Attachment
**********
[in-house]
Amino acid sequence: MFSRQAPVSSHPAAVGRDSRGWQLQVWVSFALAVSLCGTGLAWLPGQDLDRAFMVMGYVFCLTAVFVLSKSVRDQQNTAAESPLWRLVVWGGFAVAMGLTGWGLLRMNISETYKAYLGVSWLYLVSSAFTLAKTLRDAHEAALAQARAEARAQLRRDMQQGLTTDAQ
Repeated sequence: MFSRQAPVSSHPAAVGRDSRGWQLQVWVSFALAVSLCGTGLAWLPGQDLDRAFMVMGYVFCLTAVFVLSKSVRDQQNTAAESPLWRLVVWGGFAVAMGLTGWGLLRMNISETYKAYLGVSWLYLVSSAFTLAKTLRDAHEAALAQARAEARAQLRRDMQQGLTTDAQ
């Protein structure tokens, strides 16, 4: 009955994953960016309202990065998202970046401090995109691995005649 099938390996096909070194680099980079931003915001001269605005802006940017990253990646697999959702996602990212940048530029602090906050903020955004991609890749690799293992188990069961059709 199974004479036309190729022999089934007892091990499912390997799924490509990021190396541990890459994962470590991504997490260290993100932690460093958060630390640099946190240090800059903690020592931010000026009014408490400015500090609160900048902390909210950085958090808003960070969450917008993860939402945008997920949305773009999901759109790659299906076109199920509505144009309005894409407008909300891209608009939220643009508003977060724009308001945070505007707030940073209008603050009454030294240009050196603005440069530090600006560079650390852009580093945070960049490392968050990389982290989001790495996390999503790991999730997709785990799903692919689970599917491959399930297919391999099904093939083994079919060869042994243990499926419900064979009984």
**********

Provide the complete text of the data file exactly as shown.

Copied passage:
[in-house]
Amino acid sequence: MFSRQAPVSSHPAAVGRDSRGWQLQVWVSFALAVSLCGTGLAWLPGQDLDRAFMVMGYVFCLTAVFVLSKSVRDQQNTAAESPLWRLVVWGGFAVAMGLTGWGLLRMNISETYKAYLGVSWLYLVSSAFTLAKTLRDAHEAALAQARAEARAQLRRDMQQGLTTDAQ
Repeated sequence: MFSRQAPVSSHPAAVGRDSRGWQLQVWVSFALAVSLCGTGLAWLPGQDLDRAFMVMGYVFCLTAVFVLSKSVRDQQNTAAESPLWRLVVWGGFAVAMGLTGWGLLRMNISETYKAYLGVSWLYLVSSAFTLAKTLRDAHEAALAQARAEARAQLRRDMQQGLTTDAQ
């Protein structure tokens, strides 16, 4: 009955994953960016309202990065998202970046401090995109691995005649 099938390996096909070194680099980079931003915001001269605005802006940017990253990646697999959702996602990212940048530029602090906050903020955004991609890749690799293992188990069961059709 199974004479036309190729022999089934007892091990499912390997799924490509990021190396541990890459994962470590991504997490260290993100932690460093958060630390640099946190240090800059903690020592931010000026009014408490400015500090609160900048902390909210950085958090808003960070969450917008993860939402945008997920949305773009999901759109790659299906076109199920509505144009309005894409407008909300891209608009939220643009508003977060724009308001945070505007707030940073209008603050009454030294240009050196603005440069530090600006560079650390852009580093945070960049490392968050990389982290989001790495996390999503790991999730997709785990799903692919689970599917491959399930297919391999099904093939083994079919060869042994243990499926419900064979009984």